There are 4,136 total voting delegates for the nomination, 3,421 of whom are “pledged delegates” that the candidates win in proportion to the votes they receive in each primary and caucus, and 715 of whom are “unpledged” or “super delegates”, the party leaders and luminaries who each receive a vote and during the campaign, commit that vote to their favorite candidate with an endorsement.
As of this writing, Hillary has 448 committed super delegates, leaving just 267 up for grabs, many of whom will not actually commit until there’s a presumptive nominee, or a candidate who has already reached the required threshold.
But again, for the sake of this generous hypothetical, let’s say that Bernie gets the other 267 super delegates to commit to him in the week after Super Tuesday.
He gets five big wins, the undecideds in the other six states, and the remaining 267 super delegates by close-of-business on the following Tuesday.
With all of that, he’s still losing to Hillary, 988 to 767. In the primaries to follow, from the three states on March 5th to the final contest in the District of Columbia on June 14th, Bernie would have to win 67.9 percent of the remaining delegates to get the nomination, which is ridiculous.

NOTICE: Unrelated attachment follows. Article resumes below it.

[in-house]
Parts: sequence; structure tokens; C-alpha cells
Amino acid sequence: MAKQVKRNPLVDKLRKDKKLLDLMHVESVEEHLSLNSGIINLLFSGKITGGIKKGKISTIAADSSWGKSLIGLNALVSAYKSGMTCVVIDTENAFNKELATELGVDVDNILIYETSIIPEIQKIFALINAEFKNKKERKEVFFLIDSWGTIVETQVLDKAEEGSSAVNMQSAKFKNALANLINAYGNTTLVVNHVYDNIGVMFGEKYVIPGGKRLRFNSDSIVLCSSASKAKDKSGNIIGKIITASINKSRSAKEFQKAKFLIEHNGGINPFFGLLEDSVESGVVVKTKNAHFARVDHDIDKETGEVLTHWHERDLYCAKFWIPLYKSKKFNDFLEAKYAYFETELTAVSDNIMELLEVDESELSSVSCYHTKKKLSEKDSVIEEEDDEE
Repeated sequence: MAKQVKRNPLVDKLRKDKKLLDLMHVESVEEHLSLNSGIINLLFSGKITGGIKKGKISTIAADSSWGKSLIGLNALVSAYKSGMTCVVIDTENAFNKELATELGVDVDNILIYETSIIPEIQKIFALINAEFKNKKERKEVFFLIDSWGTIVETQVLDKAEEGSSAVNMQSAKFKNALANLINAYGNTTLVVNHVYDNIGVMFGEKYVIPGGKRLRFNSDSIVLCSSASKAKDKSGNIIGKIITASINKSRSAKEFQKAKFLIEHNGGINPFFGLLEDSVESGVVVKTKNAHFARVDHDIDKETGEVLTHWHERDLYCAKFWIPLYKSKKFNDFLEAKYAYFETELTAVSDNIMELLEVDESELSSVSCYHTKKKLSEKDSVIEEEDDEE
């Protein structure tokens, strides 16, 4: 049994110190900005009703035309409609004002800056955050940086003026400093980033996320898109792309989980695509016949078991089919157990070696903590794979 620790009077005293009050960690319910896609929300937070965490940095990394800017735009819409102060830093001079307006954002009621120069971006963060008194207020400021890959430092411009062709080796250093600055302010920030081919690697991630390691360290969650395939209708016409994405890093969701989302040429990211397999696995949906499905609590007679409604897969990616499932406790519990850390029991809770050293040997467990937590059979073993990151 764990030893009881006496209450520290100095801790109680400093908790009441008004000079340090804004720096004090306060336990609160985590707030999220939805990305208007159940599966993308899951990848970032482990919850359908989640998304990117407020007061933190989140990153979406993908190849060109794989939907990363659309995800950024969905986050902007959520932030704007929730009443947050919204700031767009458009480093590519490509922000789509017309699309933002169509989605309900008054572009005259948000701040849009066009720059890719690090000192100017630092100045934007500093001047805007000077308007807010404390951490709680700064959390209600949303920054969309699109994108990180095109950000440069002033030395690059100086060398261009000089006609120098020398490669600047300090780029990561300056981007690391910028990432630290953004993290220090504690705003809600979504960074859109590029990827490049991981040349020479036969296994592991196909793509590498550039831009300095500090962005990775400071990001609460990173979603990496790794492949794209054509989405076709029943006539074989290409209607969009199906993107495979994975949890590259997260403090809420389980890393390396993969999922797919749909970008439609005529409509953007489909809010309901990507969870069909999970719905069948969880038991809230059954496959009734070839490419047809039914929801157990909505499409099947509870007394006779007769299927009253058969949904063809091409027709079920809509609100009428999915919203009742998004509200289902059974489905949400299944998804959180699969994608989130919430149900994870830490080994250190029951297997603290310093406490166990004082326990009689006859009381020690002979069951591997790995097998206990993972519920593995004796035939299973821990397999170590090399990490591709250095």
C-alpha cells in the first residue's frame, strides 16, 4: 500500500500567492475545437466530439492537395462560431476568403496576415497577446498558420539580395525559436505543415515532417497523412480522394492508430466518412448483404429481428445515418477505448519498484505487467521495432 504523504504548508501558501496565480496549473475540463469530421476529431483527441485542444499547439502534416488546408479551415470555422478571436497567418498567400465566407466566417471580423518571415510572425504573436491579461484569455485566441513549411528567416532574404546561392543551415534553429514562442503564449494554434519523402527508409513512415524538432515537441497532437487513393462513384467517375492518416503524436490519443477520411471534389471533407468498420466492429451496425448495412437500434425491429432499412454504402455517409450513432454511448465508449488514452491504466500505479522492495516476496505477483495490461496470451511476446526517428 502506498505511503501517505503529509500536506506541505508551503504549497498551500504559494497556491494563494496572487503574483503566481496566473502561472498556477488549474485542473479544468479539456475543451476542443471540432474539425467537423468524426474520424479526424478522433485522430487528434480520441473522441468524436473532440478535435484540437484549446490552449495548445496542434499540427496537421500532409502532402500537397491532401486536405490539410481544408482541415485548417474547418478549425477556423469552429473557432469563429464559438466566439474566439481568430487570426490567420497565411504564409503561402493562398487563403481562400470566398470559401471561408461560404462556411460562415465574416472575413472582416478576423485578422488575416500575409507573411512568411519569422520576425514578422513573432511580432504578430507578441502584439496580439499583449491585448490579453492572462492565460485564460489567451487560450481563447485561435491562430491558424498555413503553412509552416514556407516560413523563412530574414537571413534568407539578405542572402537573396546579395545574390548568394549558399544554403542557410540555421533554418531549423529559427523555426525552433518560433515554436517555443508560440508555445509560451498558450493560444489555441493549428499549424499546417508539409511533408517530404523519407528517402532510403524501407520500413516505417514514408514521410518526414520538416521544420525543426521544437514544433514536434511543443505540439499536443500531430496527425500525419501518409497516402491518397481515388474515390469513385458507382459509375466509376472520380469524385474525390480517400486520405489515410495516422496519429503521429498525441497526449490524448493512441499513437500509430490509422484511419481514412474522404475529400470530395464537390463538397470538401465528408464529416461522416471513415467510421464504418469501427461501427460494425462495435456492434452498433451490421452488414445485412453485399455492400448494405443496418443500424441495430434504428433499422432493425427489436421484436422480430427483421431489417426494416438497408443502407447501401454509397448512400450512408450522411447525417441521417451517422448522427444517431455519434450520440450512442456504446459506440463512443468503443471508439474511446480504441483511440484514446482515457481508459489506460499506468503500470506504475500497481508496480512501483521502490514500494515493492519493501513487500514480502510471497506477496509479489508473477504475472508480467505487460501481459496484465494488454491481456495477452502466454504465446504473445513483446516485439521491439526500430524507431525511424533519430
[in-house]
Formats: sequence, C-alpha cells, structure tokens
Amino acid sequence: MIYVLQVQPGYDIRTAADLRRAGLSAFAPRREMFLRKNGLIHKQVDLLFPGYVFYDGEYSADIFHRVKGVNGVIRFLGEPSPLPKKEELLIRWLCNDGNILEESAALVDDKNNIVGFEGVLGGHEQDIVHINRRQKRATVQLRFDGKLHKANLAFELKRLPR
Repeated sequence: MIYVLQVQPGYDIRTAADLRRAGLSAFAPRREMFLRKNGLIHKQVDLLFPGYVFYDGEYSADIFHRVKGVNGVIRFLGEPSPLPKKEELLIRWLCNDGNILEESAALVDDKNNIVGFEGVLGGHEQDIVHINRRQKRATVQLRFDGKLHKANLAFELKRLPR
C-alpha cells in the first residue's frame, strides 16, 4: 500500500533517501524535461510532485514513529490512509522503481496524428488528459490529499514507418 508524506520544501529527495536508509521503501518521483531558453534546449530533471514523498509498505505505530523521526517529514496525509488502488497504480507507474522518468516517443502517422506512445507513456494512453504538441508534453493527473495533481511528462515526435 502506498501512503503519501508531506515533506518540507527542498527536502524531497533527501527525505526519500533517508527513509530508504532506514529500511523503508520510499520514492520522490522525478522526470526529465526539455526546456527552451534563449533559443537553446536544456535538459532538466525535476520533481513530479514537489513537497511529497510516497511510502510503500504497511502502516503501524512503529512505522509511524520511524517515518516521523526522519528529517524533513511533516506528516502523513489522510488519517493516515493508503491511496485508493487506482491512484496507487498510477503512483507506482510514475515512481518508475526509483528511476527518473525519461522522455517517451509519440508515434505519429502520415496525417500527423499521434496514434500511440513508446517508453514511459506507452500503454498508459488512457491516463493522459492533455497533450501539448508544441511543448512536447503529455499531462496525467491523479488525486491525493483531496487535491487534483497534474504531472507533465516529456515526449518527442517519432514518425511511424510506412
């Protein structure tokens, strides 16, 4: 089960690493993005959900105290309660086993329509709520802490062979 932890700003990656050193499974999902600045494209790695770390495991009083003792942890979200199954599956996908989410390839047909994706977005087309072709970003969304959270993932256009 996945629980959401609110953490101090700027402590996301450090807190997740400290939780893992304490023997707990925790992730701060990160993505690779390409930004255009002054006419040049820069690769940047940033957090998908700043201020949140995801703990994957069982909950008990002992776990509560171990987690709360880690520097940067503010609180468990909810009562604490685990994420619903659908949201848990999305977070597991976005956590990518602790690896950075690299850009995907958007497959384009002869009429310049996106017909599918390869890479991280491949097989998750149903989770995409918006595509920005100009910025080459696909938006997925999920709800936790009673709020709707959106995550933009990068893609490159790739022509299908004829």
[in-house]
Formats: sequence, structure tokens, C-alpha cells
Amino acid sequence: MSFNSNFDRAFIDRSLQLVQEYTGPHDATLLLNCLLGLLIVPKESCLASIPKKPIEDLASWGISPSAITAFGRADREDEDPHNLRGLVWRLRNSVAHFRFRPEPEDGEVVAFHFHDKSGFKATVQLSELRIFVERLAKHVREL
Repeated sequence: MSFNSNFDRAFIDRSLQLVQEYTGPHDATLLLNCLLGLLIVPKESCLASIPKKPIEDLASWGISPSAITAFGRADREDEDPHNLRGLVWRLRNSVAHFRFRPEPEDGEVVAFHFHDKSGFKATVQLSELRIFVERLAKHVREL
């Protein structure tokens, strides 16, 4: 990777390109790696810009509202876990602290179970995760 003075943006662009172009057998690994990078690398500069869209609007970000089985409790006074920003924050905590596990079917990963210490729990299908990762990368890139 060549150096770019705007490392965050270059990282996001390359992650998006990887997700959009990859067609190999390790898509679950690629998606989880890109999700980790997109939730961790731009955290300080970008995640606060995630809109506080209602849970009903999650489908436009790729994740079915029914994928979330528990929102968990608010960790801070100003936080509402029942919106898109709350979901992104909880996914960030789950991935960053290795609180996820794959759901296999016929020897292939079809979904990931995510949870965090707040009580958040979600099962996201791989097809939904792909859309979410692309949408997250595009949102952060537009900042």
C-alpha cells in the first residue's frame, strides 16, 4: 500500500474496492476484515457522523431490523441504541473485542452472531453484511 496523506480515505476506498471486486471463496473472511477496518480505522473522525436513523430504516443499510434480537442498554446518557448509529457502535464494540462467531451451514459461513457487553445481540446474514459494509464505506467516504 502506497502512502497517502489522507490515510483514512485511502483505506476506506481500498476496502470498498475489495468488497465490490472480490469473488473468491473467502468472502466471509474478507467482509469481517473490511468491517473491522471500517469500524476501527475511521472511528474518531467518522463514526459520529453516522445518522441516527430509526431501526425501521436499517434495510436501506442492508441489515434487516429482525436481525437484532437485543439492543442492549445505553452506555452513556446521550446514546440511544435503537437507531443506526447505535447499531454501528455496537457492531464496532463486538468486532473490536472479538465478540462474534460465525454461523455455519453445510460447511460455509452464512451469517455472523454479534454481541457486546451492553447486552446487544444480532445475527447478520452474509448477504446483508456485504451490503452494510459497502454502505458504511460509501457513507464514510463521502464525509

He’s currently running neck-and-neck with Hillary in Wisconsin and is slightly competitve in Utah. Everywhere else, for which polling data is available, he’s far behind. In California, with its 475 delegates, Hillary leads Bernie by an average of 13 percent.
Even in a scenario with one miracle after another, with variables that defy logic, Bernie Sanders still loses the nomination.
With something more realistic, like Hillary winning even just 22 of the 29 states holding contests in March and receiving endorsements from a paltry 10 additional super delegates (and Bernie grabbing only half a handful because the rest of them see what’s coming and don’t want to risk it), it becomes clear to everyone by April 1st that Bernie needs to concede.